Qualitative Inquiry: Past, Present, and Future: A Critical Reading
Norman Denzin and Michael Giardina, editors
Walnut Creek, CA: Left Coast Press, 2015 (480 pages, ISBN 978-1-62958-187-3, $118.37)
Norman Denzin and Michael Giardina have edited an amazing collection of cutting-edge articles on qualitative research methodologies and methods in their new volume, Qualitative Inquiry Past, Present, and Future: A Critical Reader. The editors selected twenty-four chapters for this volume from nine years of the Congress of Qualitative Inquiry proceedings.The authors represent a variety of disciplines including sport studies, education, psychology, sociology, communications, and gender studies.
In the opening chapter, Denzin and Giardina provide an overview of the developments and arguments in qualitative research methodologies since the Congress published its first volume in 2005. They argue that qualitative research is “at a pivotal crossroads: We live in a historical present that cries out for emancipatory visions, for visions that inspire transformative inquiries, and for inquiries that can provide a moral authority to move people to struggle and resist oppression” (12). They explore the paradigm wars since the 1980s and create the space for this volume in the works of C. Wright Mills, Paulo Freire, bell hooks, and Cornel West. After this introduction, the book is divided into four sections, a coda, and an epilogue.
Section I contains four chapters that explore the Philosophy of Inquiry. These chapters engage important concepts including disciplines sharing language using Bakhtin’s concept of chronotopes, the turn towards praxis, the role of institutional review boards, power, research ethics, as well as subjects and agency. The six chapters in Section II (Politics of Evidence / Politics of Research) explore the struggle between qualitative research and the privileged position of scientifically based research.The authors then highlight a variety of factors that threaten the legitimacy of qualitative research including pressures from pro-profit universities, the diminished role of faculty in university governance, and the rise of the national security state. Henry Giroux writes that “these may be dark times… but they don’t have to be, and that raises questions about what educators are going to do within the current historical climate to make sure that they do not succumb…. Resistance is no longer an option, it is a necessity” (216).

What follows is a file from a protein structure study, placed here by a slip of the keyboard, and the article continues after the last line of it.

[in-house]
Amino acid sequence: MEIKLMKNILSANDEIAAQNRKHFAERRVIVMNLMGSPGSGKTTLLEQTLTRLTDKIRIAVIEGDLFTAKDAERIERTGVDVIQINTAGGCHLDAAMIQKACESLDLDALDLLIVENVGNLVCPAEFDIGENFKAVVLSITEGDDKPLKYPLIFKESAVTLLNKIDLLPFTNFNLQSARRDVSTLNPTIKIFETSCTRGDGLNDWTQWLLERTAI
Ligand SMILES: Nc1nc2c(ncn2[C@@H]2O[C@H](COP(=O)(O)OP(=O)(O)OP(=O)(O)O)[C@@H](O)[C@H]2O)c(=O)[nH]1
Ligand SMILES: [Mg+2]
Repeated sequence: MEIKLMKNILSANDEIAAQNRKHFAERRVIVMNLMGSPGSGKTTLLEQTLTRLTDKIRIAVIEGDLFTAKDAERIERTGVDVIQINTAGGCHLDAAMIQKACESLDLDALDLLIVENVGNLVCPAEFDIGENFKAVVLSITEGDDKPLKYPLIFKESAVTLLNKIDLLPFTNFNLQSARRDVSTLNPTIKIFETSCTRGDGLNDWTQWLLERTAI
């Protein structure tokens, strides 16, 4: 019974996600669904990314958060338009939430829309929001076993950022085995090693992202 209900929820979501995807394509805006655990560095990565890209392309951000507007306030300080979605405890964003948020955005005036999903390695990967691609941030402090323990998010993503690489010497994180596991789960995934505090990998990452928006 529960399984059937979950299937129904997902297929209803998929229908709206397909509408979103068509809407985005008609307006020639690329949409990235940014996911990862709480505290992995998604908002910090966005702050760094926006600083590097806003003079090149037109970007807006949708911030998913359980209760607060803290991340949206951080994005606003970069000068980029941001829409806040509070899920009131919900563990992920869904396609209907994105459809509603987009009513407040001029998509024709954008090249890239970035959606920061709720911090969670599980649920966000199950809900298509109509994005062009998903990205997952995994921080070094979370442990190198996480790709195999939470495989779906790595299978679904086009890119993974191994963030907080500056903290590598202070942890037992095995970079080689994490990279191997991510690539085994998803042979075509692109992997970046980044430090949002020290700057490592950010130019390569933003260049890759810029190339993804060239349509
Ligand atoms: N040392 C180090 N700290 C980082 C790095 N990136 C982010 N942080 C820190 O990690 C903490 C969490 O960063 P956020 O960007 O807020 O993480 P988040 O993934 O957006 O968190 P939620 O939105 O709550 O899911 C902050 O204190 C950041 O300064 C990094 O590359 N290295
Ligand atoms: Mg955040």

Section III, Methodological Imperatives, contains some of the most provocative and practical articles for active researchers. These articles engage an array of methodological techniques including empathetic interviewing, ethnography, performative writing, art-based methods, and autobiographical methods. Halley’s article on the production of death and Dillard’s work on memory and spirituality in particular push the frontier of methodological discussions.
Section IV, Indigenous and Decolonizing Interviews, provides four articles that advance the role of social justice in the research agenda. These authors engage multiple levels of struggle and as Puebla argues, “our knowledge about the social world has been tremendously useless when dealing with the urgency of social justice, social change, and democracy” (387).
In the Coda, Ellingson stresses the passion and pleasure of paying attention. The Epilogue contains an engaging dialogue on the future of qualitative inquiry. The dialogue itself was the result of e-mail exchanges between the two editors and five additional authors. Denzin and Guardina conclude: “qualitative inquiry is being pulled in multiple directions at once: pushing the boundaries of both traditional social science and interpretive research; engaging in struggle against oppressive institutional and political machinations, balancing the need for deep theoretical engagement with a praxical approach to the research act; and striving to engage with (if not change) the landscape on which qualitative inquiry currently sits… we have a job to do; let’s get to it” (462).
This is a powerful and inspirational volume. It is global in scope with articles from the United States, Europe, Africa, and New Zealand. The individual articles contain excellent bibliographies and insightful conclusions. They are well written and easily accessible to graduate readers. This volume is an important addition for theological libraries that serve schools with degrees in practical theology, emphasis in social justice, chaplaincy programs, and doctor of ministry degrees. Professors who teach theological methodological approaches and methods should consider adding selected articles from this volume to their required reading.
Jonathan C. Roach
Stratham Community Church, Stratham, New Hampshire